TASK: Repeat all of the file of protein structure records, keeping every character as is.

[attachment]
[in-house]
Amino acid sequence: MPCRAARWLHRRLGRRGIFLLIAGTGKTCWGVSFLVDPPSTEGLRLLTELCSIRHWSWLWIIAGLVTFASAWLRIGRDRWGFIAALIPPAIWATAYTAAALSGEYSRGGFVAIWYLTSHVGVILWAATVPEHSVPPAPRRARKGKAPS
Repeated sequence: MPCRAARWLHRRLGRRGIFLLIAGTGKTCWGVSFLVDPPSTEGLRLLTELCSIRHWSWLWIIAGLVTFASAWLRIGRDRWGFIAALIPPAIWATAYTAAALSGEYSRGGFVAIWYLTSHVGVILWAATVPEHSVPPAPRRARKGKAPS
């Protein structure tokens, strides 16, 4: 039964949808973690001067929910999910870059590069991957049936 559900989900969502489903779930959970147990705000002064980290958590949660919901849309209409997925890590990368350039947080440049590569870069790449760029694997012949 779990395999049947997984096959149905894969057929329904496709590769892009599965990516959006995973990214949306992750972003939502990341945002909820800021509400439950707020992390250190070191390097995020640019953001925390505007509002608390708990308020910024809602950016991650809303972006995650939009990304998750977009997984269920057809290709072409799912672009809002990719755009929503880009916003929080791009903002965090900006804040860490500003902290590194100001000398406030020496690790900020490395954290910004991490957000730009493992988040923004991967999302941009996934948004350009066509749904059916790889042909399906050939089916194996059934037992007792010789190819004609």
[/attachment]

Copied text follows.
[in-house]
Amino acid sequence: MPCRAARWLHRRLGRRGIFLLIAGTGKTCWGVSFLVDPPSTEGLRLLTELCSIRHWSWLWIIAGLVTFASAWLRIGRDRWGFIAALIPPAIWATAYTAAALSGEYSRGGFVAIWYLTSHVGVILWAATVPEHSVPPAPRRARKGKAPS
Repeated sequence: MPCRAARWLHRRLGRRGIFLLIAGTGKTCWGVSFLVDPPSTEGLRLLTELCSIRHWSWLWIIAGLVTFASAWLRIGRDRWGFIAALIPPAIWATAYTAAALSGEYSRGGFVAIWYLTSHVGVILWAATVPEHSVPPAPRRARKGKAPS
């Protein structure tokens, strides 16, 4: 039964949808973690001067929910999910870059590069991957049936 559900989900969502489903779930959970147990705000002064980290958590949660919901849309209409997925890590990368350039947080440049590569870069790449760029694997012949 779990395999049947997984096959149905894969057929329904496709590769892009599965990516959006995973990214949306992750972003939502990341945002909820800021509400439950707020992390250190070191390097995020640019953001925390505007509002608390708990308020910024809602950016991650809303972006995650939009990304998750977009997984269920057809290709072409799912672009809002990719755009929503880009916003929080791009903002965090900006804040860490500003902290590194100001000398406030020496690790900020490395954290910004991490957000730009493992988040923004991967999302941009996934948004350009066509749904059916790889042909399906050939089916194996059934037992007792010789190819004609």